Catholic Peacebuilding Network

Enhancing the study and practice of Catholic peacebuilding

The Church's Role in Peacebuilding in Colombia

Guiding principles of the Church in Colombia
The Colombian Conference of Bishops (Conferencia Episcopal de Colombia – CEC) insists that a true peace to the armed conflict must honor memory and truth, justice and reparation, and must be reached through a process that respects life and the dignity of each person. The Church decries violence and militarization as a desecration of the human person and a threat to the human community. The Catholic Church in Colombia advocates for full compliance with international human rights and humanitarian law.

The Church has always advocated for negotiated rather than military victory over the guerrillas and the paramilitaries and argues that lasting peace cannot be achieved through an imposed agreement from above. Rather, the process of negotiation must involve the entire Colombian society through dialogue and reconciliation. Moreover, a just peace must address the underlying social and economic inequities fueling the conflict. Poor and marginalized groups such as Afro-Colombians, the indigenous people, women and youth must gain full participation in Colombian society. Many of the Church’s social ministries are dedicated to the poor and marginalized who bear the brunt of the violence.
In its efforts towards peace, the Colombian Conference of Bishops has issued various principles that are indispensable in any peace-building process. Agreements achieved should have broad input, and their compliance ought to be subject to the vigilance of all.

Means of action
The Catholic Church has played various roles in formal and informal mediation and negotiation processes. She has been active both behind the scenes and publicly in peace negotiations. The CEC has played the role of mediator, facilitator, and observer, and, in one instance, as representative of the government during formal negotiation processes. Various commissions of bishops have participated in the national dialogues and negotiations and have identified lessons learned and best practices.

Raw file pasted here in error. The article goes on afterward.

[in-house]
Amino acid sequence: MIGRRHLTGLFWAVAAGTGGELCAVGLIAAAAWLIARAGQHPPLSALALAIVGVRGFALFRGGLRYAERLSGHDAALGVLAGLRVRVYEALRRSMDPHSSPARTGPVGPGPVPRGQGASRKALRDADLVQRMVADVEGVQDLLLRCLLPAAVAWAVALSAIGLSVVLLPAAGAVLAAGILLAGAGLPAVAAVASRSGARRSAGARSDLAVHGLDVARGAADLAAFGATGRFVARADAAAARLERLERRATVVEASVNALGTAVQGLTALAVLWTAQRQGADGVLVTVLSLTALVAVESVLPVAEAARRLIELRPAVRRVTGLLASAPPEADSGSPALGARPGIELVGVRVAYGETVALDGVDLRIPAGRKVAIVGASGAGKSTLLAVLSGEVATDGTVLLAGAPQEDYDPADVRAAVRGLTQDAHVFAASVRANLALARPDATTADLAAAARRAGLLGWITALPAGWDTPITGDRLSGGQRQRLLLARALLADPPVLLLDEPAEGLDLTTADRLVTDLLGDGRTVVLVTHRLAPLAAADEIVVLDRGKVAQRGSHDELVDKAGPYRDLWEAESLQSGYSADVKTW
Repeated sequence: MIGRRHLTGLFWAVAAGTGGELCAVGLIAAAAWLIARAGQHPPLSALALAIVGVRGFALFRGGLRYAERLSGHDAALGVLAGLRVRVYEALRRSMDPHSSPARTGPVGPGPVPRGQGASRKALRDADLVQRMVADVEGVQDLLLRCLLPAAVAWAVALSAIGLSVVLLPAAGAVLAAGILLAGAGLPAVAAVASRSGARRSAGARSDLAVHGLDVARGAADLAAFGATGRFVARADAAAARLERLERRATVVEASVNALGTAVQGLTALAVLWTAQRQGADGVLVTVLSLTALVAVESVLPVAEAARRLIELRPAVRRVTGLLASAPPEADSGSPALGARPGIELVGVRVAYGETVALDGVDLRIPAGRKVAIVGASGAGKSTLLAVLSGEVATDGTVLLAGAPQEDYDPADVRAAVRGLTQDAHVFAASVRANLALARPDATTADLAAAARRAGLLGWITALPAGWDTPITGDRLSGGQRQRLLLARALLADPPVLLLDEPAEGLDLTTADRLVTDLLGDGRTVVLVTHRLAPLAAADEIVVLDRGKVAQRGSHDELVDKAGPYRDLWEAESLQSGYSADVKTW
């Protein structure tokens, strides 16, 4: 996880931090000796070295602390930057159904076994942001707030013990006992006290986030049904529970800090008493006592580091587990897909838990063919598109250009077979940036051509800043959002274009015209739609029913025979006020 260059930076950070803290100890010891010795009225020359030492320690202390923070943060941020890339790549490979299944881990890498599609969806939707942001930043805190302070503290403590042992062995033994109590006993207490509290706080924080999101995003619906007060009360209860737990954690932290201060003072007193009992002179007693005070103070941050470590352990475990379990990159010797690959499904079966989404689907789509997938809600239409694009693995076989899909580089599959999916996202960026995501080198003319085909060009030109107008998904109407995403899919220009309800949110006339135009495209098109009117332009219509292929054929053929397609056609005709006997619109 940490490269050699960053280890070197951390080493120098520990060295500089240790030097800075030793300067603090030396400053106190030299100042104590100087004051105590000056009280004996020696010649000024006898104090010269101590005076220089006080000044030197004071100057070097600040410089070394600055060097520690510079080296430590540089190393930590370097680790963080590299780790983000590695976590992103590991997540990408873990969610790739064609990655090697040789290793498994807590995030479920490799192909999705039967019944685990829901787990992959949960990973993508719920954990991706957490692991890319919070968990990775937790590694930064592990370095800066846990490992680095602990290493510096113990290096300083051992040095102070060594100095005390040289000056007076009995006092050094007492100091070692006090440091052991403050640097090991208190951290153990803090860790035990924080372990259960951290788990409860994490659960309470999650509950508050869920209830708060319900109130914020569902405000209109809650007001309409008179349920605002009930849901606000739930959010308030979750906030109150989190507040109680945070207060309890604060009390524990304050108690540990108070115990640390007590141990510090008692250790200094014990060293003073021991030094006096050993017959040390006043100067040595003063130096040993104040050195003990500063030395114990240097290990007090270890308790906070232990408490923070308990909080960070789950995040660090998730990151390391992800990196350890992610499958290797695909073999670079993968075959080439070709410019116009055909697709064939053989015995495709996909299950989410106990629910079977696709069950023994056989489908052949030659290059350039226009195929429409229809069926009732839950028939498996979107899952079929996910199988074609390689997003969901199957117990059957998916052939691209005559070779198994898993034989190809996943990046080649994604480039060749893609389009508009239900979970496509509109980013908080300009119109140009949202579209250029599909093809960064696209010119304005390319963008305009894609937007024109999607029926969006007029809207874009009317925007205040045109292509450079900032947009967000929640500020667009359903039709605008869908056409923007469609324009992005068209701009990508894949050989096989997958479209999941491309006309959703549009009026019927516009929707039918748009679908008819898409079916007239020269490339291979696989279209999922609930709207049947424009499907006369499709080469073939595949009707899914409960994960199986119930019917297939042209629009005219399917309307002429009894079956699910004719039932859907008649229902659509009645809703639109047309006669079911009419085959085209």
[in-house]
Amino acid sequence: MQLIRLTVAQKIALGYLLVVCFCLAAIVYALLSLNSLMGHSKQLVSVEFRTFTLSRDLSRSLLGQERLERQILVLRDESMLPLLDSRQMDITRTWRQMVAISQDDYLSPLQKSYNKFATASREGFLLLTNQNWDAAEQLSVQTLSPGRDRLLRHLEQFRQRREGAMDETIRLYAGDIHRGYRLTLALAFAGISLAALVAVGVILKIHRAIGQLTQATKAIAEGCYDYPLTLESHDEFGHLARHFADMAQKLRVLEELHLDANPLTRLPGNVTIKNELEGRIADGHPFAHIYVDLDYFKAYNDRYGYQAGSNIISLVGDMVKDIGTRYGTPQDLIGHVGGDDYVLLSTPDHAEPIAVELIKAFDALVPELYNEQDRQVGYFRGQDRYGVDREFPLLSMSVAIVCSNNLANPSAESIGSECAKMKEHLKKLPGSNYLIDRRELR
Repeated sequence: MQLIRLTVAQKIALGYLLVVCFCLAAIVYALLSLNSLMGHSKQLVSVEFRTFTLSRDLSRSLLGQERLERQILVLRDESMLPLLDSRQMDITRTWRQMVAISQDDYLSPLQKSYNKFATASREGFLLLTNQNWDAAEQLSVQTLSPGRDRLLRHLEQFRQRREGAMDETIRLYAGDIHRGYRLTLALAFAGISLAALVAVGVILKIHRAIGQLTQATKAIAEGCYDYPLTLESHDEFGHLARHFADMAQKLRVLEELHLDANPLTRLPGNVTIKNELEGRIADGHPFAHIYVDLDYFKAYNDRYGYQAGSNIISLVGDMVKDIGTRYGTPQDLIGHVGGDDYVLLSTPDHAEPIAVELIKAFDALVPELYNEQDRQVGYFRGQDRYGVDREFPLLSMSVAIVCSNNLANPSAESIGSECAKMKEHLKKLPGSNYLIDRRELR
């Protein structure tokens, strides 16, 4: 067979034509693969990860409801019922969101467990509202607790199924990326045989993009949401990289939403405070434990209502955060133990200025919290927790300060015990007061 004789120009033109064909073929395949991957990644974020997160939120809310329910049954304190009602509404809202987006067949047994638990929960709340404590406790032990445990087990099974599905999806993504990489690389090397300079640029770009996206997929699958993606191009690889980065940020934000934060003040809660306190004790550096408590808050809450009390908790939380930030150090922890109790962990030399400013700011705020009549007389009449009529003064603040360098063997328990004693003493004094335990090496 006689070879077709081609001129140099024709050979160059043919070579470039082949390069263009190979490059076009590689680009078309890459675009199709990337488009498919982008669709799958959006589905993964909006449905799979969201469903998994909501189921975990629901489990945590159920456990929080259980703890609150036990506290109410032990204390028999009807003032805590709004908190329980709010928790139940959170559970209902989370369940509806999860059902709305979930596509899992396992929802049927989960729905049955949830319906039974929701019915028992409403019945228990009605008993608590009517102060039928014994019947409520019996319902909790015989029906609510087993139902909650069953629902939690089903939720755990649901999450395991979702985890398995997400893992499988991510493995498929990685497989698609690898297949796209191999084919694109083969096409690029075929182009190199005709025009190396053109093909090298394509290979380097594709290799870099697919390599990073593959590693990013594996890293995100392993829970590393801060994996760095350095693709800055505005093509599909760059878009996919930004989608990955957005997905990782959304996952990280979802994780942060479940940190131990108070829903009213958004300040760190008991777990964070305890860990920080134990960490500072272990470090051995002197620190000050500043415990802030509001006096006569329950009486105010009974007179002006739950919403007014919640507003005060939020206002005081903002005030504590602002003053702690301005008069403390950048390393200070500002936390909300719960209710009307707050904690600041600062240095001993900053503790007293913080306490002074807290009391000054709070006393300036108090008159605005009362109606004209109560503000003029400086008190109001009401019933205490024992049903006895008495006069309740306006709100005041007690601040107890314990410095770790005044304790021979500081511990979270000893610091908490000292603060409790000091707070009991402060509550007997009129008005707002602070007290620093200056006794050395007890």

They have played prominent roles in the following agreements:
• The 1989 Accord between the National Government, the Political Parties, the M-19 and the Catholic Church in the capacity of a moral and spiritual guide for the process, found at http://www.c-r.org/our-work/accord/colombia/keytext-accord.php
• The 1998 Vienna Preliminary Agreement in Madrid
• The 2002 Los Pozos Accord
• The 2003 Santa Fé De Ralito Accord to contribute to peace in Colombia, found at http://www.c-r.org/our-work/accord/colombia/santafederalito-accord.php
• 2006-2008 Exploratory peace talks between the Colombian Government and the ELN.
The National Conciliation Commission, the Colombian Bishops’ Commission for Peace, and local and regional clergy facilitated negotiation processes and humanitarian agreements between the armed parties and the government on the national, regional and local levels.
The National Conciliation Commission created by the CEC is an autonomous and independent entity seeking peaceful solutions to Colombia’s armed conflict. The Commission plays a significant role in accompanying the formal peace processes and in promoting respect for human rights and international humanitarian law.

Pastoral Dialogues
The Church holds these dialogues locally and regionally. Clergy facilitate the talks and thereby create space and possibility for encounter between the warring factions. By building trust and establishing dialogue, these processes attempt to defend life and dignity of the civilian population by allowing leaders of the Church to intervene in conflicts and confrontations. Pastoral dialogues have resolved situations of blocked roads, the liberation of kidnapping victims, threats of violence, and displacement of communities. While these dialogues are not without their debate, pastoral dialogues allow the prophetic voice of the Church to emerge and creatively imagine alternatives and possibilities in situations where the civilian population is at risk.

Peace Communities
The CEC has also worked in association with the Colombian NGO REDEPAZ to assist many communities in conflict zones to establish and maintain “Peace Communities.” Peace communities and “communities of resistance” are communities that attempt to distance themselves from all armed actors and form a community built on peace, dignity, equality and justice for all. Local dioceses have often encouraged these communities and supported their quest to remain on their land and become catalysts for peace. The leadership of the local Catholic Church and the diocese helped create one of the first “zones of peace” in Mogotes, Colombia.

For more information see Landon Hancock and Christopher Mitchell, eds., Zones of Peace (Sterling, VA: Kumarian Press, 2007).